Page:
Sho once again kicks major ass and handles himself extremely well in the action scenes.  He also gets a lot of cool training montages, where he meditates under waterfalls and cuts watermelons in half while blindfolded.  Brent (Gwendoline) Huff makes for a bland partner and mostly just stands around and lets Sho do all the work.  As the villain, Blackie Dammett (father of Anthony Kiedis) goes way over the top and then some.  Imagine a New Wave version of Dr. Strangelove with a helium voice and you may have some idea of what a character this guy is.


A dragon lady madam gets the best line when she says, “My girls are sterilized, sanitized and lobotomized!”


Sho returned later in the year with Pray for Death.

TOP COP (1990) *

Backwoods cop Vic Malone (Non-actor Stephen P. Sides) and his wisecracking partner are sent to the big city of Washington, D.C. to testify before a grand jury.  When Malone’s partner is murdered by a slimy drug dealer, he goes out for revenge.


Shot primarily on location in Arkansas, Top Cop lacks everything you would need to make a good action movie, namely a decent script, a healthy budget, and a capable cast.  The script is nothing more than a pile of clichés cobbled together and the plot is wafer thin.  The budget is so low that most of the action scenes only last a few seconds or so, although there are a handful of passable stunts.  The thing that really sinks Top Cop though is the pathetic performance by Stephen P. Sides.  He resembles Hank Williams Jr. and has the screen presence of a cold dog turd.  With his tubby frame and redneck demeanor, the flick should’ve really been called Cracker Cop or Fat Cop.  Try to keep the vomit from rising up your gullet during his sex scene.  (At least his love interest was smart enough to keep her panties on during this scene.)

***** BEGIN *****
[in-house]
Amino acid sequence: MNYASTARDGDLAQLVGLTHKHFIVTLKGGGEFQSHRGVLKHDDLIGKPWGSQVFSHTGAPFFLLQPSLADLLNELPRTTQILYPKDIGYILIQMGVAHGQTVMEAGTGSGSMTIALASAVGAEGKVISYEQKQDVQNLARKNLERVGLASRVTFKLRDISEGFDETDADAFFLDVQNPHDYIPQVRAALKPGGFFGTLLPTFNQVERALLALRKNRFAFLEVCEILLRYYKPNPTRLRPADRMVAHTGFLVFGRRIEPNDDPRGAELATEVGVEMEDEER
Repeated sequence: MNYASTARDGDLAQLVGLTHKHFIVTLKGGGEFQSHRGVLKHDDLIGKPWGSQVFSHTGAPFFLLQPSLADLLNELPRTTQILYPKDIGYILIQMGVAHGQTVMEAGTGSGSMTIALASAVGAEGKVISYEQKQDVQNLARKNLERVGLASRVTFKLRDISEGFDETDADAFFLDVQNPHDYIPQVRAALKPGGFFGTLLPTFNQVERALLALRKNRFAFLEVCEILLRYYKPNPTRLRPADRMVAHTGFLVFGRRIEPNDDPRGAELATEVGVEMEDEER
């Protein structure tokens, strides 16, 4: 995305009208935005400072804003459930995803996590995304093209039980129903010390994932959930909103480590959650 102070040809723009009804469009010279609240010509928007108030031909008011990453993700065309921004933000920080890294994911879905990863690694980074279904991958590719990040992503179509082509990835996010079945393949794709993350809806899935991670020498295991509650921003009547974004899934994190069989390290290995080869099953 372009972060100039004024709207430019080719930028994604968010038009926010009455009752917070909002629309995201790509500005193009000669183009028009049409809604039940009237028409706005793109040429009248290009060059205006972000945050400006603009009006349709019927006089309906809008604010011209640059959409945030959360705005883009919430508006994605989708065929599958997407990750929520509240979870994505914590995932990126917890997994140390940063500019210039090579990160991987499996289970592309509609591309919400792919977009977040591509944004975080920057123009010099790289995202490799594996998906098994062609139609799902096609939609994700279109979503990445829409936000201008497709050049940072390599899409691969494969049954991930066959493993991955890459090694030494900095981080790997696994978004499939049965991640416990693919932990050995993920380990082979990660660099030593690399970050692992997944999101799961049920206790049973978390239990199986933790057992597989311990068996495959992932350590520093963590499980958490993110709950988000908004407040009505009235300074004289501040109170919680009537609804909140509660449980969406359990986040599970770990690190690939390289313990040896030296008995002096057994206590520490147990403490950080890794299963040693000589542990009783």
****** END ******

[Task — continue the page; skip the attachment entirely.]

Seriously, there hasn’t been an idiotic, slovenly, overweight cop hero in a movie since Joe Don Baker starred in Mitchell.  If Sides’ craptacular performance is any indicator, then even I could be an action movie star.  Of course I’d have to gain about 80 more pounds, but that’s beside the point.